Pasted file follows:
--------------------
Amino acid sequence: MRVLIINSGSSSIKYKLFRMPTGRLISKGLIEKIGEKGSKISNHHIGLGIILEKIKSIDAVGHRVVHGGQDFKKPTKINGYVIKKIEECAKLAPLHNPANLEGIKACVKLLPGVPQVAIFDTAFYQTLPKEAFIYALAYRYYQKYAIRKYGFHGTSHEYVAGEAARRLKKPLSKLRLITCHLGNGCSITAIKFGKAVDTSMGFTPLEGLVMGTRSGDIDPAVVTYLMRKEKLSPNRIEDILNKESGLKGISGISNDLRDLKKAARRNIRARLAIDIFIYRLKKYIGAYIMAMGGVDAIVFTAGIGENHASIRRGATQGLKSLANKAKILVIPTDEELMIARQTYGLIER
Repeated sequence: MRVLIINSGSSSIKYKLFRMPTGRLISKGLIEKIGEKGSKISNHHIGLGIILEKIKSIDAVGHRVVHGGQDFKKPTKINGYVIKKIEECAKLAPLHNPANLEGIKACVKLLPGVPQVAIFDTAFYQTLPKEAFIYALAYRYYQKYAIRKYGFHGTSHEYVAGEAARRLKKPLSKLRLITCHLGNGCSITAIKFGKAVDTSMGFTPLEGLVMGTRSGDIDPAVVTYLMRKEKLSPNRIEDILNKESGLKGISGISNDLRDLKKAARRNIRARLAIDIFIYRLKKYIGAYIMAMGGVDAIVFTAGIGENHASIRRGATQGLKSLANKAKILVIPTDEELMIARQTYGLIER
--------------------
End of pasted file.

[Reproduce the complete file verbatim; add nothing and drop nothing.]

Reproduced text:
Amino acid sequence: MRVLIINSGSSSIKYKLFRMPTGRLISKGLIEKIGEKGSKISNHHIGLGIILEKIKSIDAVGHRVVHGGQDFKKPTKINGYVIKKIEECAKLAPLHNPANLEGIKACVKLLPGVPQVAIFDTAFYQTLPKEAFIYALAYRYYQKYAIRKYGFHGTSHEYVAGEAARRLKKPLSKLRLITCHLGNGCSITAIKFGKAVDTSMGFTPLEGLVMGTRSGDIDPAVVTYLMRKEKLSPNRIEDILNKESGLKGISGISNDLRDLKKAARRNIRARLAIDIFIYRLKKYIGAYIMAMGGVDAIVFTAGIGENHASIRRGATQGLKSLANKAKILVIPTDEELMIARQTYGLIER
Repeated sequence: MRVLIINSGSSSIKYKLFRMPTGRLISKGLIEKIGEKGSKISNHHIGLGIILEKIKSIDAVGHRVVHGGQDFKKPTKINGYVIKKIEECAKLAPLHNPANLEGIKACVKLLPGVPQVAIFDTAFYQTLPKEAFIYALAYRYYQKYAIRKYGFHGTSHEYVAGEAARRLKKPLSKLRLITCHLGNGCSITAIKFGKAVDTSMGFTPLEGLVMGTRSGDIDPAVVTYLMRKEKLSPNRIEDILNKESGLKGISGISNDLRDLKKAARRNIRARLAIDIFIYRLKKYIGAYIMAMGGVDAIVFTAGIGENHASIRRGATQGLKSLANKAKILVIPTDEELMIARQTYGLIER